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From a full-time working mother to a full-time mother in Ramadan

From a working mother to opting to be a home maker has enabled Ramadan to be more rewarding

Image Credit: Atiq ur Rehman/Gulf News
Ameenah Soussi with Sohaib, Hicham and Akram during iftar.
Gulf News

Sharjah: This is the first Ramadan for Ameenah Soussi as a stay-at-home mother and she is looking forward to this new experience.

A mother of two children, ages 12 and 17, Ameenah has no time to catch a breath as she is making sure all is planned and proper for the month.

When she was still working, she would pack myriad tasks into 90 minutes keeping her office schedule in mind.

“This is the first Ramadan when I am at home all through and this has given me more space to focus on my children’s, and my own, well-being. I also get to spend more time taking care of the house,” she said.

Ameenah Soussi teaching the Quran to her son Akram. Atiq-Ur-Rehman/Gulf News

She now finds great joy in every busy hour of the day, from waking up to sending her children to school to preparing iftar, suhour and putting her children to bed at night. She values the extra time to plan and spend more time with her family.

Plenty of planning went into the weeks preceding Ramadan, especially as her kids are fasting and attending school this year, she said.

 This is the first Ramadan when I am home all through and this has given me more space to focus on my children’s, and my own, well-being.”

 - Ameenah Soussi | Homemaker 


“As soon as I send them off to school I start work in the kitchen. I try to avoid making anything salty that could harm their fast.” Like most mothers, the time spent in the kitchen is a big part of the Ramadan schedule for Ameenah. This, however, has an advantageous side: she gets the opportunity to cook a variety of dishes. Also, keeping a list of recipes ready before Ramadan is helping her prepare a range of healthy meals.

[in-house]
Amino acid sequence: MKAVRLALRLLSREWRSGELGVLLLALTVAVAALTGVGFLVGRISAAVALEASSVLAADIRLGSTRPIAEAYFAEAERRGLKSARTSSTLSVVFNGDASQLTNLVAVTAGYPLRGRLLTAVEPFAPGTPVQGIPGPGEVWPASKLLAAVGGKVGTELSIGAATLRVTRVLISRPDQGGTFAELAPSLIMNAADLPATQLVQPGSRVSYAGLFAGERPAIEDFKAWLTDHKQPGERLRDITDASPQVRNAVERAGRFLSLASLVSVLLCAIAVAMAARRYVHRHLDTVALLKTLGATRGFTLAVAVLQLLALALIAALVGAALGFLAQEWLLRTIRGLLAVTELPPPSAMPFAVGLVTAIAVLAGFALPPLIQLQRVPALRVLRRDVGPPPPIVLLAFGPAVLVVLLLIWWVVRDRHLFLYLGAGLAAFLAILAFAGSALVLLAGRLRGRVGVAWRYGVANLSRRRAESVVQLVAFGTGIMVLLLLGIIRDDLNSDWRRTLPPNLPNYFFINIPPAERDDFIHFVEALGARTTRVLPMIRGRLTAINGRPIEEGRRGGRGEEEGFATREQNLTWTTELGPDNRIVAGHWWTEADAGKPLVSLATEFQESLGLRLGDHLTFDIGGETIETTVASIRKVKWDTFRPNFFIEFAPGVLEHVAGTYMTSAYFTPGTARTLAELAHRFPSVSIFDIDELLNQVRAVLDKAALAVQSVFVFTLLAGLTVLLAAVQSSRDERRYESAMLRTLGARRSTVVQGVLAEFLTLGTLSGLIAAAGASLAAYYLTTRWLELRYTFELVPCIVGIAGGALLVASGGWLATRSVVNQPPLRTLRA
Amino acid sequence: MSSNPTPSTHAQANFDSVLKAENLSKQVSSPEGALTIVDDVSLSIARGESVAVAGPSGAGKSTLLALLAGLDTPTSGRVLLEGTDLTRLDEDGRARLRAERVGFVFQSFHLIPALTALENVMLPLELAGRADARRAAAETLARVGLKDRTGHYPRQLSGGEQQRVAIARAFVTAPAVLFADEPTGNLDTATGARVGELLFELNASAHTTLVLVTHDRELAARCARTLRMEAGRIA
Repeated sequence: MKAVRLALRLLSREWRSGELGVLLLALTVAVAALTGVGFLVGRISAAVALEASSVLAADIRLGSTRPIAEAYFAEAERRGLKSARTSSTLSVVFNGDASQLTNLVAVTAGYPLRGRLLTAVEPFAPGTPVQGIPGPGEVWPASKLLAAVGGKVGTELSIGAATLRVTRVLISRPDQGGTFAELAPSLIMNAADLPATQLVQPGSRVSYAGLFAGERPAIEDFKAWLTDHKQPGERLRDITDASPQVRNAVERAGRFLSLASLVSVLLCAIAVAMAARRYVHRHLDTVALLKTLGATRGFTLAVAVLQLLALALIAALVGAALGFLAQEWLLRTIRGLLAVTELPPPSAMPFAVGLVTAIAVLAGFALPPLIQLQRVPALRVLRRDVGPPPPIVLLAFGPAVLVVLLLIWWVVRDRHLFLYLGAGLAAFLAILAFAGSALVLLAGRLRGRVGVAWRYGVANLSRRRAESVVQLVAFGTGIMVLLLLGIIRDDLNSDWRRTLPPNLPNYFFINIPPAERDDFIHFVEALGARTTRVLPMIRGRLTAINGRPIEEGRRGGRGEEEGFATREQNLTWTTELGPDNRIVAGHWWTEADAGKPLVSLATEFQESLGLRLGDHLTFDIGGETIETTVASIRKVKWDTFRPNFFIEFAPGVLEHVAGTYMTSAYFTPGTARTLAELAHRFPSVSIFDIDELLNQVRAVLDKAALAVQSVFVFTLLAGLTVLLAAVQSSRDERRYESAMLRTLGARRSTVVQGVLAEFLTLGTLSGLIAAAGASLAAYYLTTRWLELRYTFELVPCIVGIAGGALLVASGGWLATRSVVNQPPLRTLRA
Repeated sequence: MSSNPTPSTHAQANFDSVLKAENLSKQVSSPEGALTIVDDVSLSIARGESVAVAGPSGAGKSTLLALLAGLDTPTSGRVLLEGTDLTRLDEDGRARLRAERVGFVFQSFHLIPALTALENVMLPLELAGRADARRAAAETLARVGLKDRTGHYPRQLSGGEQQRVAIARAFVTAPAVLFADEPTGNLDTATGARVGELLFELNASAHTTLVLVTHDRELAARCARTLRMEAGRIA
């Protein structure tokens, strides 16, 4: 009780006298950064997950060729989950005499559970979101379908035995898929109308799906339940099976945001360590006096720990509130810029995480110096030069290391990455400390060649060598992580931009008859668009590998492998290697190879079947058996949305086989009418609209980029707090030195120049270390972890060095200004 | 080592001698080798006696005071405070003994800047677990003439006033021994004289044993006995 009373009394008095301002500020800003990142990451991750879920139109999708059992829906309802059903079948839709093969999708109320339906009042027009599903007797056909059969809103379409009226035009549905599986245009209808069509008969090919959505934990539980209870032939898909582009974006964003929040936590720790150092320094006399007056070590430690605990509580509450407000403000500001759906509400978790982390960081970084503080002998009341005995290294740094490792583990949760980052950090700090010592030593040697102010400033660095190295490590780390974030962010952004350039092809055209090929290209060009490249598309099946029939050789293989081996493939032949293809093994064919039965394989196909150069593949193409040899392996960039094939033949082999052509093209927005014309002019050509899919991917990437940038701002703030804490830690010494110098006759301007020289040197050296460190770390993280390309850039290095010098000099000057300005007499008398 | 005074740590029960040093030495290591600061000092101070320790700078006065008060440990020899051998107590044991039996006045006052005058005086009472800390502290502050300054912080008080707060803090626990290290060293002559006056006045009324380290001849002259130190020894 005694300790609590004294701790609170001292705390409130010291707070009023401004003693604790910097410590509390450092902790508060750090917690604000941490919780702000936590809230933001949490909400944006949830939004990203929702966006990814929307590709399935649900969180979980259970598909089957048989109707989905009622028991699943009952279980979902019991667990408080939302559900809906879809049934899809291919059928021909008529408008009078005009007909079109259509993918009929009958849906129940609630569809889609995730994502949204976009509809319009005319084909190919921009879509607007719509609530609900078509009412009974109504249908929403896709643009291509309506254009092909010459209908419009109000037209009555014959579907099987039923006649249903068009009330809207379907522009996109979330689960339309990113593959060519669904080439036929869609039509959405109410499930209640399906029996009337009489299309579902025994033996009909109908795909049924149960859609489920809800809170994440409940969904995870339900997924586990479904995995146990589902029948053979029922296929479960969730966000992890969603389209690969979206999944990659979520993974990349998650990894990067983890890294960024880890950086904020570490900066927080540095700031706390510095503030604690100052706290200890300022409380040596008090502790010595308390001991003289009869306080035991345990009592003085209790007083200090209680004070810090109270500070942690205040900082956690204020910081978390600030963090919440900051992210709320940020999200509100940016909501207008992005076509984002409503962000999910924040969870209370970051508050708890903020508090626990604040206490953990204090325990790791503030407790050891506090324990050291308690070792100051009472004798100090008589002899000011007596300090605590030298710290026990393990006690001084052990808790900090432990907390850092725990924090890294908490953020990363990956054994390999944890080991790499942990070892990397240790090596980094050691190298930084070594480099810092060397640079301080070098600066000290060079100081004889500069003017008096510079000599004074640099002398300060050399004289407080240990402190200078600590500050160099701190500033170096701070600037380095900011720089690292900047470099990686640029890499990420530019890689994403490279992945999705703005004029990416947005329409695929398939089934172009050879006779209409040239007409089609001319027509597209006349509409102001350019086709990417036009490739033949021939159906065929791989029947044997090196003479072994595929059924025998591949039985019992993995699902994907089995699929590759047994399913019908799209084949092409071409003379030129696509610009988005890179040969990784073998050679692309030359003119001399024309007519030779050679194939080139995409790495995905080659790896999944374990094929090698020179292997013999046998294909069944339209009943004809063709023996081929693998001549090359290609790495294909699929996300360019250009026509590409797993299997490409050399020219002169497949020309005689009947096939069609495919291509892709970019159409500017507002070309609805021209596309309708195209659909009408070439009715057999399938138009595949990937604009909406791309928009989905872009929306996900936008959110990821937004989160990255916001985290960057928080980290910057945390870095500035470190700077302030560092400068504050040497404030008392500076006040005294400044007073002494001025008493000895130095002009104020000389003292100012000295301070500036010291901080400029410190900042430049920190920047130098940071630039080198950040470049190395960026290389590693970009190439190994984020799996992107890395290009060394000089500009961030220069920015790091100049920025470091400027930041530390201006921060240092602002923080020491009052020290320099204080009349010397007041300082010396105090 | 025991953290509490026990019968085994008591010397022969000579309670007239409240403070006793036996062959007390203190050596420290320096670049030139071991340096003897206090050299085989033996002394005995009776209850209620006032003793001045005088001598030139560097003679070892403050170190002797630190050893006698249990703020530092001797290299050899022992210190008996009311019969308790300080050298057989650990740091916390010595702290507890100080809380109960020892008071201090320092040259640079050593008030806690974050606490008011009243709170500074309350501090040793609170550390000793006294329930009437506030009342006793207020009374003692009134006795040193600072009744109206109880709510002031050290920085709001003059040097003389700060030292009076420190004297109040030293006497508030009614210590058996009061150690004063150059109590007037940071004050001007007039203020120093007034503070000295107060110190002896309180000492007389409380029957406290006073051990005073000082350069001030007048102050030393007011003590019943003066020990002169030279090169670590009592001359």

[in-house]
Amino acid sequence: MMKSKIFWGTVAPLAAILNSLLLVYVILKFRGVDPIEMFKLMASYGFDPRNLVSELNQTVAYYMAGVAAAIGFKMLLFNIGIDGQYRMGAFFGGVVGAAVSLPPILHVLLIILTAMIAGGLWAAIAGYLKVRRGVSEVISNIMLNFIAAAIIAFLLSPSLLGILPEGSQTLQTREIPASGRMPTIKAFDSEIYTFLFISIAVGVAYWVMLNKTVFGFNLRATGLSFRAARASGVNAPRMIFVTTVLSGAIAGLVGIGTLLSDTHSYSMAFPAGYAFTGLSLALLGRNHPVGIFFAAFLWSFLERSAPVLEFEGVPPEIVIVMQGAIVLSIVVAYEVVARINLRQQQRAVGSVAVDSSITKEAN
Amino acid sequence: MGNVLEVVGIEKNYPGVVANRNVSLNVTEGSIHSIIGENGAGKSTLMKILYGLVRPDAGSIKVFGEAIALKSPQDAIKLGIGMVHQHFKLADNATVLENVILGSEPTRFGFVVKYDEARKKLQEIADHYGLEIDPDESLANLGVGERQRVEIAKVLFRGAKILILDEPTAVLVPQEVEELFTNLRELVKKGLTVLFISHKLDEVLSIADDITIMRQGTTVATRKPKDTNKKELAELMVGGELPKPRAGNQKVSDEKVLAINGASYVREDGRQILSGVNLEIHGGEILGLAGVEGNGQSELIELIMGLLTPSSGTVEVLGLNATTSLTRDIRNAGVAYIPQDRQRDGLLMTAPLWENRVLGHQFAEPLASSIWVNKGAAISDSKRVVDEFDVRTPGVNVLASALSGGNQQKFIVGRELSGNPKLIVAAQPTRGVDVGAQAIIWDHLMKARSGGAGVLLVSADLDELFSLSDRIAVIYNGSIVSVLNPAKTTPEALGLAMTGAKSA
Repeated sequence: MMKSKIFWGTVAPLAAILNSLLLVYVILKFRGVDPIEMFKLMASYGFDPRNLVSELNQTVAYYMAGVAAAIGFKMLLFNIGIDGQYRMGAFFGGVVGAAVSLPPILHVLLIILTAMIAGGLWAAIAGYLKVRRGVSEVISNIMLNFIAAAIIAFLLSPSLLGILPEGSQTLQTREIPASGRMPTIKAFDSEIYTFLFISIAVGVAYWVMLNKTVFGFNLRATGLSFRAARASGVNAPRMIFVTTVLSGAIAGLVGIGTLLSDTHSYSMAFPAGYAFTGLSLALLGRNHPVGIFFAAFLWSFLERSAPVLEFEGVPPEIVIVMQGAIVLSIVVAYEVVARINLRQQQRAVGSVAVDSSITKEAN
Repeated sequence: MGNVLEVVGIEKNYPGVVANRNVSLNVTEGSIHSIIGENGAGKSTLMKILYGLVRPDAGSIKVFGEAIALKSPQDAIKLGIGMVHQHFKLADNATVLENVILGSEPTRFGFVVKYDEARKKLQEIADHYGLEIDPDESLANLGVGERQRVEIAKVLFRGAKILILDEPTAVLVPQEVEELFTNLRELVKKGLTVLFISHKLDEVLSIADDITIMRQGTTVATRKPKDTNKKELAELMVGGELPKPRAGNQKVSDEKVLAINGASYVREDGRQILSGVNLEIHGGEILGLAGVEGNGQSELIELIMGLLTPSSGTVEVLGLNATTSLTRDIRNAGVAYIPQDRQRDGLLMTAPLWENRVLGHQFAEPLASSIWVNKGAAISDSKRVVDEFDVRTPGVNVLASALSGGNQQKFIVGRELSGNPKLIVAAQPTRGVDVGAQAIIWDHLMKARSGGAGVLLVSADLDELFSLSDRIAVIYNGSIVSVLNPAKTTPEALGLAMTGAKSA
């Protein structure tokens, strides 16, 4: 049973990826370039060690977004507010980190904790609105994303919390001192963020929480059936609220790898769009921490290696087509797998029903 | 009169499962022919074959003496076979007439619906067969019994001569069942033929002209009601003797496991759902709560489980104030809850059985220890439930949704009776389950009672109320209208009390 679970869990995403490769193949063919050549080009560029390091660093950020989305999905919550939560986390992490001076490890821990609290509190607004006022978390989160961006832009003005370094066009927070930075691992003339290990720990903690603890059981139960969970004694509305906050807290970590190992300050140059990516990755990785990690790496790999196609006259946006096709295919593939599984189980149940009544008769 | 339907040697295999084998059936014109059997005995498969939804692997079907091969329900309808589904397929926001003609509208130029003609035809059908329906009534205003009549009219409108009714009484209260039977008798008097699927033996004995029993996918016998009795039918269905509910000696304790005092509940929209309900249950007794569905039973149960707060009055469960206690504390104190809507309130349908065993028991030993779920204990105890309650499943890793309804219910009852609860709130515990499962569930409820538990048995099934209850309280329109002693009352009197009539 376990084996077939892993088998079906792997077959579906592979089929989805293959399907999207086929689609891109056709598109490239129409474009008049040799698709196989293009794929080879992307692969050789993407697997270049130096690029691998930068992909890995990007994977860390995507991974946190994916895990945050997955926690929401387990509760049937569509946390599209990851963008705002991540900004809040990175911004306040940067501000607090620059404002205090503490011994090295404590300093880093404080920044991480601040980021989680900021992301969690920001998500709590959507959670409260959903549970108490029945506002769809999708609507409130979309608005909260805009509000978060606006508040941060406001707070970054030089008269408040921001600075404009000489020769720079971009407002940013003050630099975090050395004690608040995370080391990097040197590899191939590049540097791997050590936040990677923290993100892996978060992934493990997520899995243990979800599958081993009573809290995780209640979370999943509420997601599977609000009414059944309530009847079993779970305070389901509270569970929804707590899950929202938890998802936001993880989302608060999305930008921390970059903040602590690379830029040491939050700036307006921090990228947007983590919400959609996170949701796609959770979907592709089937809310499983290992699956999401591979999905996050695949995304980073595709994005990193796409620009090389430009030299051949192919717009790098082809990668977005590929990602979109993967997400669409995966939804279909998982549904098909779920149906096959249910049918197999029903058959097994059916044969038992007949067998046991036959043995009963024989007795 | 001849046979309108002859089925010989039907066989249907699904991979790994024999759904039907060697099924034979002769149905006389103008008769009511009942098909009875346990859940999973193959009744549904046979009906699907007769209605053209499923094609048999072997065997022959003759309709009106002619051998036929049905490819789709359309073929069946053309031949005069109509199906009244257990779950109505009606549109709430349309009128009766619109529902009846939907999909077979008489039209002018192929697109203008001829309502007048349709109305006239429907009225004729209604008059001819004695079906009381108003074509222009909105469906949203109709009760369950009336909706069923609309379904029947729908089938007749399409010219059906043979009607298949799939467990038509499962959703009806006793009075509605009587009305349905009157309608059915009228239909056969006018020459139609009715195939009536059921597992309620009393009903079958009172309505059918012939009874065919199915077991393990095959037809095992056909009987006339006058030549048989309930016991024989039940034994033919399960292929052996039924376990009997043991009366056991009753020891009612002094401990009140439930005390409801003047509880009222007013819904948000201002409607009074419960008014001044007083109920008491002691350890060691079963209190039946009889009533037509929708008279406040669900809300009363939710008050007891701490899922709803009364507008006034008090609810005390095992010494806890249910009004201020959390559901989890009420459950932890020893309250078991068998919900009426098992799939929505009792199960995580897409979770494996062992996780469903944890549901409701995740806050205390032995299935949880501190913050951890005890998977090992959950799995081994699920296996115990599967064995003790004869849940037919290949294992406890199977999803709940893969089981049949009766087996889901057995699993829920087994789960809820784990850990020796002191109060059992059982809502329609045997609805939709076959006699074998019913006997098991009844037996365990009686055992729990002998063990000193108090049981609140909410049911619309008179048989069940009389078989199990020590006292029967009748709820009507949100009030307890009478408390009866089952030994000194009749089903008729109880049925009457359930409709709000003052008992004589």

“Our iftar table has to have a variety of dates, at least two types of fresh juices, samosas and spring rolls, a salad and soup and a main dish,” said Ameenah.

Prioritising prayer time

Ameenah said she likes to involve her children in preparing the food so can they learn how to be independent when they move out to study later on. “While my husband likes to prepare the fruit salad and fresh juices, my kids enjoy helping me peel vegetables or prepare samosas to be frozen for later use.”

For suhour, a few slices of bread and a cup of milk, and plenty of water are what the family usually would eat, but this year she said will be preparing light meals.

The most important aspect of Ramadan, she believes, is prioritising prayer time and making her children feel more connected to the month. One of the most cherished habits in the family is going to the mosque for taraweeh prayers every day.

“Ramadan is not only to satisfy the preferences of food, but also to prioritise prayer time over everything else. As a parent, I see it as more of a blessing than a responsibility to teach my children the meaning of the sacrifice they are doing in the month and the importance of praying and doing good.

“This month, I intend to make sure they read the Quran every day and we all will try to finish it by the end of the month,” she said.

Top tips

Prepare dishes you can freeze for use later, such as samosas, spring rolls, etc. These lend themselves to quick additions to the table.

Chop vegetables ahead and refrigerate to save time on chopping them for every meal.

Organise all the cutlery you would need in Ramadan ahead of the get togethers to save time and effort.

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